A global lack of willpower was to blame for the failure to prevent Rwanda's 1994 genocide, Kofi Annan, the U.N. secretary-general, acknowledged Monday. But he said he had no personal regrets for decisions he made then as head of U.N. peacekeeping.
"The fundamental failure" in the Rwandan situation "was the lack of political will, not the lack of information," said Annan, reading a prepared statement at a news conference in the Kenyan capital of Nairobi, one of the stops on his eight-nation Africa tour.
While falling short of an apology, his comments were similar to those made by President Clinton on his tour last month of Africa: that the world had failed the people of Rwanda.
Annan's remarks, coming just four days before his first trip to Rwanda as the top U.N. official, came in response to a May 11 New Yorker article asserting that his office in effect dismissed a warning of the impending genocide from the commander of peacekeepers in Rwanda on Jan. 11, 1994, three months before the start of the slaughter of more than 800,000 Rwandans, most of them ethnic Tutsis.
The New Yorker says Annan received a fax about the then-government's plans to exterminate Tutsis and gave the order not to intervene. Full details of the cable reportedly were forwarded to the American, French and Belgian ambassadors in the Rwandan capital, Kigali, the day after the report was sent to New York.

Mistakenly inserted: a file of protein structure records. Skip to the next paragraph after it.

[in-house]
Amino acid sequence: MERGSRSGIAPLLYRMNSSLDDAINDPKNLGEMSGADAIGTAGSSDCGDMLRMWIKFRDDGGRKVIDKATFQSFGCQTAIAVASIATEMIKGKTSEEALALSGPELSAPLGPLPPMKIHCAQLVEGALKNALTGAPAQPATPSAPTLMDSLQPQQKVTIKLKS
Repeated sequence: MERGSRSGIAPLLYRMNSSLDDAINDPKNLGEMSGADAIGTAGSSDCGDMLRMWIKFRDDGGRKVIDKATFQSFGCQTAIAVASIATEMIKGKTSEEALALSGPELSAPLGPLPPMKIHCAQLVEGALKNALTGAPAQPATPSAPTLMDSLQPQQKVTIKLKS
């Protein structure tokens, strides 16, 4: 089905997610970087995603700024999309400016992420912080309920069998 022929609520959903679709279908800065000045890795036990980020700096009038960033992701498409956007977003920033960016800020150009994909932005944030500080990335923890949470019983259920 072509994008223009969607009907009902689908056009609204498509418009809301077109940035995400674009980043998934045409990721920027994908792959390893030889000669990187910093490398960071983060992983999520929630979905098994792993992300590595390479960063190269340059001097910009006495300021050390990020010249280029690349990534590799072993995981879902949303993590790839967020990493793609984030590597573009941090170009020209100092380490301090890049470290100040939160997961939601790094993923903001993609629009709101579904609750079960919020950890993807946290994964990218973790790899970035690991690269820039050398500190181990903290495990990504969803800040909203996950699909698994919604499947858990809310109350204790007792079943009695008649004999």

But none of the three Western powers was willing to act.
Annan dismissed the article as "an old story that has been rehashed" and added that he thought "too much is being made out of one cable."
"The crucial issue today is not how to apportion blame," but rather "asking how we can ensure that such a tragedy can never happen again and how the international community can best assist the people and government of Rwanda in the enormously difficult process of rebuilding a united community and healing the wounds of the past," Annan said.
Asked if he had personal regrets about the whole episode, Annan replied: "No, I don't."
Anger over the world's failure to prevent the 1994 bloodbath has made Rwandan authorities defensive about their methods of punishing those convicted of the slaughter.
_ Information from the Associated Press and Reuters was used in this report.